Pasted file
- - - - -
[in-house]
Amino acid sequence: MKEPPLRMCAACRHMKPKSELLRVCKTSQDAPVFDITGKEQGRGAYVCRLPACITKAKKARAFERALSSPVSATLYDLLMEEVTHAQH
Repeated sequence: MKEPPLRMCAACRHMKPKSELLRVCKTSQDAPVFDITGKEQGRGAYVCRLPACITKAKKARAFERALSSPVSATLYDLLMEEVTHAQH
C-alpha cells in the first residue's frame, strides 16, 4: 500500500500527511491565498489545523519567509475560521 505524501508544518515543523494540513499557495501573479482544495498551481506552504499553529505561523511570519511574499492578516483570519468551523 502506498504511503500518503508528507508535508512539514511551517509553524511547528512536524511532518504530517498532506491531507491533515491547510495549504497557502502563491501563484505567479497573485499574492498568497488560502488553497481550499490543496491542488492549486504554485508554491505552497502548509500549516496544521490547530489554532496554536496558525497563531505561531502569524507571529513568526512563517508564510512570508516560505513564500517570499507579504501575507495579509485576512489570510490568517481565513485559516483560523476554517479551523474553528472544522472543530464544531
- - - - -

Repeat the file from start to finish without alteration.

[in-house]
Amino acid sequence: MKEPPLRMCAACRHMKPKSELLRVCKTSQDAPVFDITGKEQGRGAYVCRLPACITKAKKARAFERALSSPVSATLYDLLMEEVTHAQH
Repeated sequence: MKEPPLRMCAACRHMKPKSELLRVCKTSQDAPVFDITGKEQGRGAYVCRLPACITKAKKARAFERALSSPVSATLYDLLMEEVTHAQH
C-alpha cells in the first residue's frame, strides 16, 4: 500500500500527511491565498489545523519567509475560521 505524501508544518515543523494540513499557495501573479482544495498551481506552504499553529505561523511570519511574499492578516483570519468551523 502506498504511503500518503508528507508535508512539514511551517509553524511547528512536524511532518504530517498532506491531507491533515491547510495549504497557502502563491501563484505567479497573485499574492498568497488560502488553497481550499490543496491542488492549486504554485508554491505552497502548509500549516496544521490547530489554532496554536496558525497563531505561531502569524507571529513568526512563517508564510512570508516560505513564500517570499507579504501575507495579509485576512489570510490568517481565513485559516483560523476554517479551523474553528472544522472543530464544531